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EPP degree discussed

Spectrum Volume 17 Issue 35 - June 29, 1995

The final reports of two of the five working groups established during 1994/95 to examine aspects of Virginia Tech's environmental activities have now been submitted. The other three are expected during the next few weeks. Summaries of the completed reports are provided below. Copies of the full reports may be viewed as follows: (1) In Newman Library (entitled "Environmental Studies at Virginia Tech: Working Group Reports 1995," on two-hour reserve under "miscellaneous"); (2) On the World Wide Web, presently as a pilot at http://www.vt.edu:10021/admin/provost/; (3) As personal copies, obtainable electronically or on paper (please specify) from me (for address, see editor's note above).

The contents of the reports are presented exactly as they were submitted. As of now, neither the University Committee on Environmental Studies nor the Provost's Office has taken any action on them. You are invited to contribute to an open discussion by sending written comments to me as soon as possible. Please let me know if you feel that a workshop or forum would be useful. While a definite timetable has not yet been established, I am hoping that we will decide early in the fall which recommendations should be adopted and move rapidly toward implementation.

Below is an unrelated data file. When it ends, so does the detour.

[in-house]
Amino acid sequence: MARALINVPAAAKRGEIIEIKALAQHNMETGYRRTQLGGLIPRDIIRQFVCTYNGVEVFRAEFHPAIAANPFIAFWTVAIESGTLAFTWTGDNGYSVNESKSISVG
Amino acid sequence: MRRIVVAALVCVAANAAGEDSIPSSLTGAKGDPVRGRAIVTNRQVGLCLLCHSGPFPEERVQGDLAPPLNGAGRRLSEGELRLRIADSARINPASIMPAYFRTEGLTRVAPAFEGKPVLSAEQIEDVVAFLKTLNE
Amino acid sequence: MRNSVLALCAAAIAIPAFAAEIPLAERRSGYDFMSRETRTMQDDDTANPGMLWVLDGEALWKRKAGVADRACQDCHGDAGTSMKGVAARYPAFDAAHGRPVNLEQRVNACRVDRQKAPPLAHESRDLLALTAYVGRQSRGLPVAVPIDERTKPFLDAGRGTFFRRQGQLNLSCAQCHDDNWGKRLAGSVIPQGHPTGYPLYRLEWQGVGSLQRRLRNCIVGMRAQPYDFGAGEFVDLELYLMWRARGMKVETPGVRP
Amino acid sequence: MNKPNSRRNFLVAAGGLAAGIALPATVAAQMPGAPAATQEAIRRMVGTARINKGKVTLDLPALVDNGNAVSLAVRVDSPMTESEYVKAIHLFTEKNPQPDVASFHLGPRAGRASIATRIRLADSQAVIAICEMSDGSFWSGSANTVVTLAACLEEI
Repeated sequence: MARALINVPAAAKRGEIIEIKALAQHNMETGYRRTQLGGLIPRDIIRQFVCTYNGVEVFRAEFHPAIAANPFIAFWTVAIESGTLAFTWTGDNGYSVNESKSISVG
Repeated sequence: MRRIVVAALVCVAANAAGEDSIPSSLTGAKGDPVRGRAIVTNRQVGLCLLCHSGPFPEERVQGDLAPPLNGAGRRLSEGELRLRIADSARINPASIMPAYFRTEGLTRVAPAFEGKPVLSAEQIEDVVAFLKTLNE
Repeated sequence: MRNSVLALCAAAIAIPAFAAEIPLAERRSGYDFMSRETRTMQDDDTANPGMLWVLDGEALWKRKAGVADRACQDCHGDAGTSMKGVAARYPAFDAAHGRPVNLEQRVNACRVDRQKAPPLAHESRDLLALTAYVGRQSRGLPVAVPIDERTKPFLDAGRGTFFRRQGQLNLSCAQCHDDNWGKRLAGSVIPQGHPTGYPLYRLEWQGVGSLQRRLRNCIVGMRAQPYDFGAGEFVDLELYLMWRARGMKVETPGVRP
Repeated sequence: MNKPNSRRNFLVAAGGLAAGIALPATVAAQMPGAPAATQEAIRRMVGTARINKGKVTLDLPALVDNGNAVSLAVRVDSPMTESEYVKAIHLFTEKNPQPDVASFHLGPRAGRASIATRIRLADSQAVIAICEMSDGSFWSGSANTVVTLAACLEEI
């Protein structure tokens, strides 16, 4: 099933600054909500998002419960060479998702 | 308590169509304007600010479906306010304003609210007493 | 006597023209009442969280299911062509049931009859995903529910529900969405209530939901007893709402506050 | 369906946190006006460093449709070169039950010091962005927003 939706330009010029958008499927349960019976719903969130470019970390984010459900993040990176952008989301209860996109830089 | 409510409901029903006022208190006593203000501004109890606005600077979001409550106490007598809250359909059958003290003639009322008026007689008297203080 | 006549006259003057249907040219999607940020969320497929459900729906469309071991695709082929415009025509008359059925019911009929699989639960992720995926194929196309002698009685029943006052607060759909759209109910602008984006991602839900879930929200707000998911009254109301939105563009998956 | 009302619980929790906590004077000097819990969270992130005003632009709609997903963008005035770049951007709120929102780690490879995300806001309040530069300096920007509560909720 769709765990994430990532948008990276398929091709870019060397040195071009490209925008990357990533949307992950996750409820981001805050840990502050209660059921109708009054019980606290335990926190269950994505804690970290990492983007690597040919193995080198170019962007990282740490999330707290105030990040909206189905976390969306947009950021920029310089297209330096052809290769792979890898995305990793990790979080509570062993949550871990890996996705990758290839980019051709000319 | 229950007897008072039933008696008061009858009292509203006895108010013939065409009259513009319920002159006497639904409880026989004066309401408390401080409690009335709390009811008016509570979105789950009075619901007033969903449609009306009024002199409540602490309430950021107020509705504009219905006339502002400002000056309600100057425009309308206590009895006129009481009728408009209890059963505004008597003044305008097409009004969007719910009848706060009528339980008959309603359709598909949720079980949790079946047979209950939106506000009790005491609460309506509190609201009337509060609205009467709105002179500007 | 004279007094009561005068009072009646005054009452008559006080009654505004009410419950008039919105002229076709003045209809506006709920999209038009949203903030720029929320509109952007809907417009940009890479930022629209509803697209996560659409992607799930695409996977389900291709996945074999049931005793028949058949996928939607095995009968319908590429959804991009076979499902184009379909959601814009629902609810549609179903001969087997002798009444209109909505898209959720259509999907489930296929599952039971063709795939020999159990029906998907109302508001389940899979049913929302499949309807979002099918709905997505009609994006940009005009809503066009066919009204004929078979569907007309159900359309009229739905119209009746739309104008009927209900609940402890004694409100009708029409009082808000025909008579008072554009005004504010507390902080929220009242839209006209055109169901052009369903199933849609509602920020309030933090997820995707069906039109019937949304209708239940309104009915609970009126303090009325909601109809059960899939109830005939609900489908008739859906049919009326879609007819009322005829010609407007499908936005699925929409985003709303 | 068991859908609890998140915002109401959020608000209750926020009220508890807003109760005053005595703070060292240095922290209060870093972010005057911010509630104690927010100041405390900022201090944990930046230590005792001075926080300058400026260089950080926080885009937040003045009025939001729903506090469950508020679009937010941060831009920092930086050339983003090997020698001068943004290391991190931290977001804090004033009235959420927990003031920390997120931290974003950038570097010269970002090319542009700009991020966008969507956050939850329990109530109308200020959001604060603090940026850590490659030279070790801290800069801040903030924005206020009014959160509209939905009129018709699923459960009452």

SUMMARIES FOLLOW:

A. ENVIRONMENTAL STUDIES WORKING GROUP (Chair: Bruce Hull, forestry)

The Environmental Studies Working Group was established in November 1994 to prepare a concrete proposal for serving the needs of undergraduates at Virginia Tech who wish to pursue an environmental major with a significant social science and/or humanities content.

We agree with the recommendation made by the 1993 University Committee on Environmental Studies that there is both a demand and a need at Tech for an environmental major with a significant social science and/or humanities content. In the attached report, we outline a degree in "Environmental Policy and Planning" and recommend its administrative location in the Department of Urban Affairs and Planning or in the proposed School of Public and International Affairs.

The proposed degree fills an important niche. Collectively, the array of "environmental" degree offerings at Virginia Tech provide outstanding breadth and depth. This considerable strength, however, is not well articulated in the university's publications or planning efforts. As a result, there exists a ripe opportunity to raise Tech's profile in general, and recruit excellent students in particular.

We make three specific recommendations:

1. Take the proposed degree in environmental policy and planning (EPP) to the University Committee for Environmental Studies for its comment. Obtain the support and endorsement of the deans and provost for the degree. And, request the Department of Urban Affairs and Planning to formally develop the EPP degree. We expect EPP to be subjected to a formal, open, university-wide review associated with any new degree proposal.